Effect of Vitamin D Supplementation on 25(OH)D Status in Elite Athletes With Spinal Cord Injury

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Department or Administrative Unit

Nutrition Exercise and Health Sciences

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Recent studies suggest that a substantial proportion of athletes with spinal cord injury have insufficient 25(OH) vitamin D (25(OH)D) status, which may be associated with decreased muscle strength. This study consisted of two parts: (a) to examine the effects of a 12- to 16-week vitamin D3 supplementation protocol on 25(OH)D concentration and (b) to determine whether subsequent 25(OH)D status impacts muscle performance in elite athletes with spinal cord injury. Thirty-four members (age: 33 ± 15 years, weight: 69.6 ± 28.2 kg, and height: 170.2 ± 25.4 cm) of the U.S. and Canadian Paralympic program participated in the study. 25(OH)D concentrations and performance measures (handgrip strength and 20-m wheelchair sprint) were assessed pre- and postsupplementation. Participants were assigned a vitamin D3 supplementation protocol based on initial 25(OH)D concentrations. Participants with deficient 25(OH)D status (/L) received 50,000 IU/week for 8 weeks, and participants with insufficient status (50–75 nmol/L) received 35,000 IU/week for 4 weeks, after which both received a maintenance dose of 15,000 IU/week. Participants with sufficient status (>75 nmol/L) received the maintenance dose of 15,000 IU/week. 25(OH)D concentrations increased significantly (p < .001; 66.3 ± 24.3 nmol/L and 111.3 ± 30.8 nmol/L pre- and postsupplementation, respectively). About 26% of athletes had sufficient 25(OH)D concentrations presupplementation, and 91% had sufficient concentrations postsupplementation. About 62% of participants improved handgrip strength postsupplementation with no change in 20-m wheelchair sprint performance. The supplementation protocol was effective for achieving sufficient vitamin D concentrations in elite athletes with spinal cord injury.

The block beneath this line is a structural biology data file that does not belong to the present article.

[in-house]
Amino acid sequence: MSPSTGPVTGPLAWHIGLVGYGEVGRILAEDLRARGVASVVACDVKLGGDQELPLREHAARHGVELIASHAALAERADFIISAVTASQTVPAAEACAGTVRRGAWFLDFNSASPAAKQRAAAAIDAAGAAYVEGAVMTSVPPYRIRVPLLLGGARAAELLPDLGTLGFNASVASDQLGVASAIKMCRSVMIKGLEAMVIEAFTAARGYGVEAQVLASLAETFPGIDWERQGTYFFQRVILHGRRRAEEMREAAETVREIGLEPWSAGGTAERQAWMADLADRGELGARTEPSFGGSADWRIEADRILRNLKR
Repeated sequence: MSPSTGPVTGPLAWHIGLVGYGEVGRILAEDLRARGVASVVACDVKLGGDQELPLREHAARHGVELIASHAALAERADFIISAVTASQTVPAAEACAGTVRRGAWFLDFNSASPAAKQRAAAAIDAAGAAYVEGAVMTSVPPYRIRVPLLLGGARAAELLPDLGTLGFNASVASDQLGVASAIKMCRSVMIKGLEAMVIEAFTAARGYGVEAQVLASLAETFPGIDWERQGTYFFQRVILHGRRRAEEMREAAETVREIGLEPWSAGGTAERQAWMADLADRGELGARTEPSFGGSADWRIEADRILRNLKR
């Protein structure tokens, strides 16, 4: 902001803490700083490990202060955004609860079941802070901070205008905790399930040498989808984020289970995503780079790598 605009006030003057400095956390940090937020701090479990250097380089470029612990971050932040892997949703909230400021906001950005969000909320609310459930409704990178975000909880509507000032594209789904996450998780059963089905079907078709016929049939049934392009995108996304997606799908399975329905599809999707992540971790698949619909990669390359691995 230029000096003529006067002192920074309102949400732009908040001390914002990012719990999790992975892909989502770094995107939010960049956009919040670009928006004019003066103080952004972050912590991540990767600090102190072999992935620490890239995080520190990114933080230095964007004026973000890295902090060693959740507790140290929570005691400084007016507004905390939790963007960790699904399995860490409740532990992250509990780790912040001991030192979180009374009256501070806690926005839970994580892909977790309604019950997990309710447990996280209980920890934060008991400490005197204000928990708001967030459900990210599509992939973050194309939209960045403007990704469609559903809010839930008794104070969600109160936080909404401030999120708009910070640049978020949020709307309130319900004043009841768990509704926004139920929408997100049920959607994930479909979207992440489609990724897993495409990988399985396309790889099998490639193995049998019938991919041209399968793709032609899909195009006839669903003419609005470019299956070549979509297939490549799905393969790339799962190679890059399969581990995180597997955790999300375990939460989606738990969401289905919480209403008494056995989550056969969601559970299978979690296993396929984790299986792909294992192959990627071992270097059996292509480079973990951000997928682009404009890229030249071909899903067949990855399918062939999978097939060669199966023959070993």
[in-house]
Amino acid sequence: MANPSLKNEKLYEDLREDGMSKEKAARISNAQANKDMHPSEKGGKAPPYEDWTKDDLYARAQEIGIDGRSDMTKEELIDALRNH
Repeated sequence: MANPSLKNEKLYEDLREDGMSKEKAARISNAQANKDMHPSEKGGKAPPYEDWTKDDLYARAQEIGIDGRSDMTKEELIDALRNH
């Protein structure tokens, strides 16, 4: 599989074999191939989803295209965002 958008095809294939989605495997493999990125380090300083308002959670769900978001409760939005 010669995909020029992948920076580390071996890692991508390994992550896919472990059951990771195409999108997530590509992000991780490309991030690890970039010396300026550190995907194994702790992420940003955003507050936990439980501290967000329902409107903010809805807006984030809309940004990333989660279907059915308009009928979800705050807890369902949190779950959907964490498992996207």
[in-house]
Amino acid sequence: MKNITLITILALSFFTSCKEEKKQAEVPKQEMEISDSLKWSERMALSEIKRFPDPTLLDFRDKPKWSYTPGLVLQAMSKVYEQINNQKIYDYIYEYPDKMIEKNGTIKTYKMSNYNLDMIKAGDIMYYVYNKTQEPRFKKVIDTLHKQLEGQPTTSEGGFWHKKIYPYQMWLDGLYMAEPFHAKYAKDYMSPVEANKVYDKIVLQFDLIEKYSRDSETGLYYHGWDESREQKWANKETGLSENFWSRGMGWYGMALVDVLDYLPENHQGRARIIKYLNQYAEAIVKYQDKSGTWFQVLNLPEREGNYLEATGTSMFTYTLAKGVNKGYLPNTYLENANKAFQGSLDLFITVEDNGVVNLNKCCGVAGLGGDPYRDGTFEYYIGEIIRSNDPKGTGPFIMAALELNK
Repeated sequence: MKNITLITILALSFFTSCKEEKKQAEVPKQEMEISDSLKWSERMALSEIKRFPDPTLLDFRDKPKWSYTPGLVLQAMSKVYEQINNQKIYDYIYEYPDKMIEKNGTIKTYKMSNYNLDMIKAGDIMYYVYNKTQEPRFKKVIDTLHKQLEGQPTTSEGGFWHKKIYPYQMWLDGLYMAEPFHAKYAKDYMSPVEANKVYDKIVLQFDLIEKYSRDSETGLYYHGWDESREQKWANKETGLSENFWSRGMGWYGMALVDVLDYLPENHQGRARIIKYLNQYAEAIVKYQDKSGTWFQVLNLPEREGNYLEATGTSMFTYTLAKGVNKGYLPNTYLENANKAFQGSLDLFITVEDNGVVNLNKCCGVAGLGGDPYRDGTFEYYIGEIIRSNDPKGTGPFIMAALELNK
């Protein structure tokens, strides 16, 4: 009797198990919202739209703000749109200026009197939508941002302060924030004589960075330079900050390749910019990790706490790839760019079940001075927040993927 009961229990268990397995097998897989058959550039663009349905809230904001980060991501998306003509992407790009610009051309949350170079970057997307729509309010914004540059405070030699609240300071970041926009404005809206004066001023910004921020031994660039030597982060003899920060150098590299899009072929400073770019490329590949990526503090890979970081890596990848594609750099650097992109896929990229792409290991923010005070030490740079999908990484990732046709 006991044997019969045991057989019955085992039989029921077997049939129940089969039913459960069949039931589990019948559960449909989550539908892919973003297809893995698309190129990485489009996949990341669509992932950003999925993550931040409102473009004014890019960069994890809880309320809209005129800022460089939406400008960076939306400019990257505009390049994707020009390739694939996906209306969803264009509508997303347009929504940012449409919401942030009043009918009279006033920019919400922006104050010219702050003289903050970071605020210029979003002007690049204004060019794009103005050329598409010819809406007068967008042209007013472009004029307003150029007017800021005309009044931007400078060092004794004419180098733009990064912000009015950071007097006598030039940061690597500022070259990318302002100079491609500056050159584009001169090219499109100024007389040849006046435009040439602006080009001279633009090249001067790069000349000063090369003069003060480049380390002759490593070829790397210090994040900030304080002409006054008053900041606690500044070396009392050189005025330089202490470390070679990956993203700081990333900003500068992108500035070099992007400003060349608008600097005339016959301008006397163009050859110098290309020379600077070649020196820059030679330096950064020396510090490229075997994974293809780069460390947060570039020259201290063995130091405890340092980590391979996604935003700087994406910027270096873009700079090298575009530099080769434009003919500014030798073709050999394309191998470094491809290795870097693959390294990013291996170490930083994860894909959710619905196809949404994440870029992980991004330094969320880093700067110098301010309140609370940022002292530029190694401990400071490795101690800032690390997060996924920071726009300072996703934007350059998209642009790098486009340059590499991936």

This article was originally published in International Journal of Sport Nutrition and Exercise Metabolism. The full-text article from the publisher can be found here.

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International Journal of Sport Nutrition and Exercise Metabolism


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